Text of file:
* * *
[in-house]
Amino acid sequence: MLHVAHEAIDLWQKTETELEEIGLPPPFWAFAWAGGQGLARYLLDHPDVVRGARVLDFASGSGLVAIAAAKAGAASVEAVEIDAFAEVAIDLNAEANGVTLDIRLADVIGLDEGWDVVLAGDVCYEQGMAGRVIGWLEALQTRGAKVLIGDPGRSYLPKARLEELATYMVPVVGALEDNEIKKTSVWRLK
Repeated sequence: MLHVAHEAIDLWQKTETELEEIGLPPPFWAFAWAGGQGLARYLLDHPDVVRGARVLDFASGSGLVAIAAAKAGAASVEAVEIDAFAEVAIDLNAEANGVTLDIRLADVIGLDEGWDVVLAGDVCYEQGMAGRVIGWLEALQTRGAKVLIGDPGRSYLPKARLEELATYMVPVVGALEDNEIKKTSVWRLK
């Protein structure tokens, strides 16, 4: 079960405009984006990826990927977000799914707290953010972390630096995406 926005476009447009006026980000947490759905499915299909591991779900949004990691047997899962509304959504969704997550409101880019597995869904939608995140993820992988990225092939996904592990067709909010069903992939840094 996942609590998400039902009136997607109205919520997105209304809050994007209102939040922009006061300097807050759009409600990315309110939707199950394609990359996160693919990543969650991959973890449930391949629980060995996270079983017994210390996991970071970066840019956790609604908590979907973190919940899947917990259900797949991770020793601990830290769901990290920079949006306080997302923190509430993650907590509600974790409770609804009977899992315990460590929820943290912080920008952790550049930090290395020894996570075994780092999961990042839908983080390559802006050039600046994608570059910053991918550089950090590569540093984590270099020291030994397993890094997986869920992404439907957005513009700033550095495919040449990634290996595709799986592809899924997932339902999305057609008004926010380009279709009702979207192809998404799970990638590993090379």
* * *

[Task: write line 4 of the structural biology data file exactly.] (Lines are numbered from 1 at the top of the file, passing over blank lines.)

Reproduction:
């Protein structure tokens, strides 16, 4: 079960405009984006990826990927977000799914707290953010972390630096995406 926005476009447009006026980000947490759905499915299909591991779900949004990691047997899962509304959504969704997550409101880019597995869904939608995140993820992988990225092939996904592990067709909010069903992939840094 996942609590998400039902009136997607109205919520997105209304809050994007209102939040922009006061300097807050759009409600990315309110939707199950394609990359996160693919990543969650991959973890449930391949629980060995996270079983017994210390996991970071970066840019956790609604908590979907973190919940899947917990259900797949991770020793601990830290769901990290920079949006306080997302923190509430993650907590509600974790409770609804009977899992315990460590929820943290912080920008952790550049930090290395020894996570075994780092999961990042839908983080390559802006050039600046994608570059910053991918550089950090590569540093984590270099020291030994397993890094997986869920992404439907957005513009700033550095495919040449990634290996595709799986592809899924997932339902999305057609008004926010380009279709009702979207192809998404799970990638590993090379």